Forum for Science, Industry and Business

Sponsored by:     3M 
Search our Site:

 

EuroDYNA leaves healthy genomic research ecosystem as legacy

17.06.2008
Europe's position as a major player in genome research has been boosted by the European Science Foundation's three-year EUROCORES programme EuroDYNA.

As it draws to a close, EuroDYNA (Dynamic Nuclear Architecture and Chromatin Function) is leaving behind a healthy European ecosystem of interacting multidisciplinary research projects focused on the structure of the cellular nucleus and mechanisms governing gene expression.

The greatest benefit of EuroDYNA has been in stimulating interaction among the various Collaborative Research Projects (CRPs) that had already been established, according to Graham Tebb, a scientific administrator for genetics, microbiology, biotechnology and cell biology at the FWF (Fonds zur Förderung der Wissenschaftlichen Forschung), the Austrian agency for funding basic research. "I was pleased to see the links between the CRPs," said Tebb. "That's the real added value."

The success of EuroDYNA in creating European momentum behind research into chromatin structure and gene regulation was widely acknowledged at the programme's third and final meeting, held at the Wellcome Trust Conference Centre near Cambridge, UK, late May 2008. "The ESF grant had a galvanising effect on our project, increasing credibility on a local, national and international level," said Colin Logie from Nijmegen University in the Netherlands, head of one of the EuroDYNA projects, "Chromatin Higher Order Dynamics: A single molecule approach". Logie pointed out that research into the dynamic structure of chromatin, the nuclear complex of proteins and DNA where 99.99% of all genes reside in higher organisms, requires increasing interaction between biologists and physicists, which has been accomplished within his project, leading to new insights into chromatin structure.

... more about:
»Collaboration »EuroDYNA »Protein »genomic

Logie and other project leaders also highlighted an issue common to most if not all projects relating to genomic structure, which is the high cost of meeting the growing genome-wide profiling challenge. Rene Ketting from the Hubrecht Institute for Developmental Biology in Utrecht, in the Netherlands, and David Shore from the University of Geneva's Department of Molecular Biology, suggested there should in future be separate provision for the cost of protein chromosomal location by ChIP-seq, genome-wide RNA profiling and the concomitant bioinformatics analyses, which otherwise could easily consume budgets and reduce the resources available for dedicated laboratory experiments. Alternatively at least some aspects of genomic profiling could be provided as a service by major funding agencies or research councils. The role of EuroDYNA not just in fostering collaboration between disciplines and countries, but also in highlighting such future funding issues, was acknowledged by many of the project leaders and scientists present at the final conference.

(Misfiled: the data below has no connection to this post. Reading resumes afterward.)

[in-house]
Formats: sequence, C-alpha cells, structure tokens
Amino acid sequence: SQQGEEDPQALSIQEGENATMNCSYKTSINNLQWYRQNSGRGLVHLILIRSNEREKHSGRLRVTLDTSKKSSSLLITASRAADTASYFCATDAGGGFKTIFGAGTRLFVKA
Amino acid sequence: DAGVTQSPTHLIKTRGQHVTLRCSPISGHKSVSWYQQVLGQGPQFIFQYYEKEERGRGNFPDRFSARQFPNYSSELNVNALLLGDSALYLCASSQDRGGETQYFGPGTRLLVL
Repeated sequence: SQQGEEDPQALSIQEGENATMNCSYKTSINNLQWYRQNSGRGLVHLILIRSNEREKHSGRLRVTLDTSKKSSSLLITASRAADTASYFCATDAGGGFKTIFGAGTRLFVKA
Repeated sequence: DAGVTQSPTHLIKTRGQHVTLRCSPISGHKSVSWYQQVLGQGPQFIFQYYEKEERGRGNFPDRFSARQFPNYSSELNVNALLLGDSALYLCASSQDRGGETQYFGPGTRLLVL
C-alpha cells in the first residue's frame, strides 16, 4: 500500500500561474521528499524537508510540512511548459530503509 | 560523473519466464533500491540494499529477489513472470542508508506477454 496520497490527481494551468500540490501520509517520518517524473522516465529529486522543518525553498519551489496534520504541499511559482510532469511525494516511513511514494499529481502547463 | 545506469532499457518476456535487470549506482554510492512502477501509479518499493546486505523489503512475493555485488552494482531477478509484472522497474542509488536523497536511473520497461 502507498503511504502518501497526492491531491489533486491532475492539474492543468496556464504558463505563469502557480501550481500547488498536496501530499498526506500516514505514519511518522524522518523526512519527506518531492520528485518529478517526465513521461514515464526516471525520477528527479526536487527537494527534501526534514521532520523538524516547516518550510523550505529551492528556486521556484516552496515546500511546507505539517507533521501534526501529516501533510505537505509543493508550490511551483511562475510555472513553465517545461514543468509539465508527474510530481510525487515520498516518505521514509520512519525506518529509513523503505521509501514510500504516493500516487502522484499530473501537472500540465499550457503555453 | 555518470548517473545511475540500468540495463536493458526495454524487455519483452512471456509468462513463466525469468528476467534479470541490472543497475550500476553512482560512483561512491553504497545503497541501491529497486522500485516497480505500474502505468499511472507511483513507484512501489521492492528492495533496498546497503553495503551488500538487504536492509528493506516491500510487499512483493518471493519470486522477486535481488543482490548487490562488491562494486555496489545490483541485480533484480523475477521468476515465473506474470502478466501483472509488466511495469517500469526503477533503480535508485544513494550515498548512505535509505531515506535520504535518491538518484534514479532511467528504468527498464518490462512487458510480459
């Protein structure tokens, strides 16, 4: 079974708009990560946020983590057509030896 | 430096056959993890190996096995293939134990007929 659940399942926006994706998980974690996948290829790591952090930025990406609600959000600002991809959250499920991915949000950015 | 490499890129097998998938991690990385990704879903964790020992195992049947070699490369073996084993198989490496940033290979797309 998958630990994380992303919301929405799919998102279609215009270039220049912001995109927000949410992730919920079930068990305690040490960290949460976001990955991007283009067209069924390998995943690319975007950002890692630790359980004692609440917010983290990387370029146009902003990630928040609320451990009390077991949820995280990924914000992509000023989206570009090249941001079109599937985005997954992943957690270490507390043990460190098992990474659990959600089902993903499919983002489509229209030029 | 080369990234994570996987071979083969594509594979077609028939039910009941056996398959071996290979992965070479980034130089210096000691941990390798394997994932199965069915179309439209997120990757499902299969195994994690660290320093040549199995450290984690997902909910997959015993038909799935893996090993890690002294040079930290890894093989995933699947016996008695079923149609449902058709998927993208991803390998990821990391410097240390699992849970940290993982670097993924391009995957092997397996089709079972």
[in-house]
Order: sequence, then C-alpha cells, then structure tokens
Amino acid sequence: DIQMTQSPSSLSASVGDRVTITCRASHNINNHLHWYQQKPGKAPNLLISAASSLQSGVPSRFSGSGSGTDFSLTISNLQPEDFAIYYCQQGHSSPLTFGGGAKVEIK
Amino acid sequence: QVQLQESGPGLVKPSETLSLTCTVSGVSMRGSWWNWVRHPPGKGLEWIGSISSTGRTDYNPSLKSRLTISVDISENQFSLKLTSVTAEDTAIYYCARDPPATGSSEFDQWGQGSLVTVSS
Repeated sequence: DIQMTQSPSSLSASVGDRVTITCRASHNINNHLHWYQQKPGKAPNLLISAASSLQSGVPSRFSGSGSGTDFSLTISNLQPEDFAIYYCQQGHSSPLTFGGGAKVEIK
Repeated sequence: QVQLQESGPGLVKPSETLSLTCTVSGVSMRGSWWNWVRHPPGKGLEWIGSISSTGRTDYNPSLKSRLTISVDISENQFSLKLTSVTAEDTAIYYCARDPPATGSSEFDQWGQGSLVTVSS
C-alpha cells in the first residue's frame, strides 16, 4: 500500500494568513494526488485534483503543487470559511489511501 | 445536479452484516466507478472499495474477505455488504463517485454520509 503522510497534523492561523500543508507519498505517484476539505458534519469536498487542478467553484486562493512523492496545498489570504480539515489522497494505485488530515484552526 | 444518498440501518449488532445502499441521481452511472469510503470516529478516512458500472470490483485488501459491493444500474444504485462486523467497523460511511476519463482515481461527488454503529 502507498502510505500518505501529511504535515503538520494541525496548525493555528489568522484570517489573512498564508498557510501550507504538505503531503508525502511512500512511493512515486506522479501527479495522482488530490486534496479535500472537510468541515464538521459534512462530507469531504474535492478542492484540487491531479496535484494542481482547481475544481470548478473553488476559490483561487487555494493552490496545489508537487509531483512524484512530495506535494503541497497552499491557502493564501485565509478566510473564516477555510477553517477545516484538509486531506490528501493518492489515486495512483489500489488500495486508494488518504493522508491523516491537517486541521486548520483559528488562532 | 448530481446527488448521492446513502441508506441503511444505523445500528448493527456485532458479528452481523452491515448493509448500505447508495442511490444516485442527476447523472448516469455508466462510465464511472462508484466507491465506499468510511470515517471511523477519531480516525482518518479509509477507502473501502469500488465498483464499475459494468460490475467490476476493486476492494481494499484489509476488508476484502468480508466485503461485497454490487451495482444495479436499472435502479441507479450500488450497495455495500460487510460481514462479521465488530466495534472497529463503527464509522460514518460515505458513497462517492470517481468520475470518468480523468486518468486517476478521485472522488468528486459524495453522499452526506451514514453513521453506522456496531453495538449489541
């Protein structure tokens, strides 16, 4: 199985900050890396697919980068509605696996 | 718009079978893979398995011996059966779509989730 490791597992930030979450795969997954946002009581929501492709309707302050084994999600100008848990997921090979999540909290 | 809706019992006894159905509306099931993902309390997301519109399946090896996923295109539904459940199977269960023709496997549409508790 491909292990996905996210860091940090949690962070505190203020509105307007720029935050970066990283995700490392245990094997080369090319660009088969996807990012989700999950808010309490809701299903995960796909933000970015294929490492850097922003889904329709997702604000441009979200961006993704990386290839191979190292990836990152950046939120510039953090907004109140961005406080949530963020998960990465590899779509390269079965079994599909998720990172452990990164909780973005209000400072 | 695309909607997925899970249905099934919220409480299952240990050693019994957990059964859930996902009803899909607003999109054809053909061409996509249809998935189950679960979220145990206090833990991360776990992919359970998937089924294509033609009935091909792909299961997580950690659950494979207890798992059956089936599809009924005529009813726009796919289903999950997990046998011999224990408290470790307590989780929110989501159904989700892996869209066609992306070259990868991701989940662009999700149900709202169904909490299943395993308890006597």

The best measure of EuroDYNA's success though lies in the cross fertilisation between different multi-disciplinary CRPs, some of which were sparked by unexpected breakthroughs. A good example is the serendipitous discovery of the close and important relationship between two proteins, cohesin and CTCF, in regulating the expression and transcription of genes. This subsequently brought two separate groups within EuroDYNA together, one from the Institute of Molecular Pathology (IMP) in Vienna on the control of the chromosome structure by Cohesin, and the other from Erasmus Medical Centre in Rotterdamworking on the role of the zinc finger CTCF proteins in the cell cycle and differentiation processes. The discovery that cohesin and CTCF are intimately linked was made by the group of Jan-Michael Peters at the IMP. Subtle deficiencies in this relationship might lead to a group of diseases known as "cohesinopathies" that are more common than once thought because they are frequently misdiagnosed. One such disease is Cornelia de Lange syndrome, causing various developmental abnormalities such as low birth weight, delayed growth, and small head size.

EuroDYNA, and indeed the ESF in general, has made a major contribution to the development of multinational, multidisciplinary funding models that reduce the bureaucratic and logistical hurdles that scientists need to overcome both in complex and smaller scale projects, whenever European collaboration is required. However some scientists at the EuroDYNA conference argued that the ESF could stimulate collaboration even further by extending the timespan of projects from three to four or even five years, potentially with a mid-term review after three years. This was recommended by Juan Ausio from the Department of Biochemistry and Microbiology, University of Victoria. Ausio, who is a member of the EuroDYNA review panel, pointed out that in Canada funding for scientific projects typically runs for five years, and gives the scientists longer to establish lasting collaborations and derive real value from them. "It saves a lot of resources and effort," said Ausio. "It especially decreases the burden on the reviewers' side and it decreases significantly the administrative effort of the funding agencies."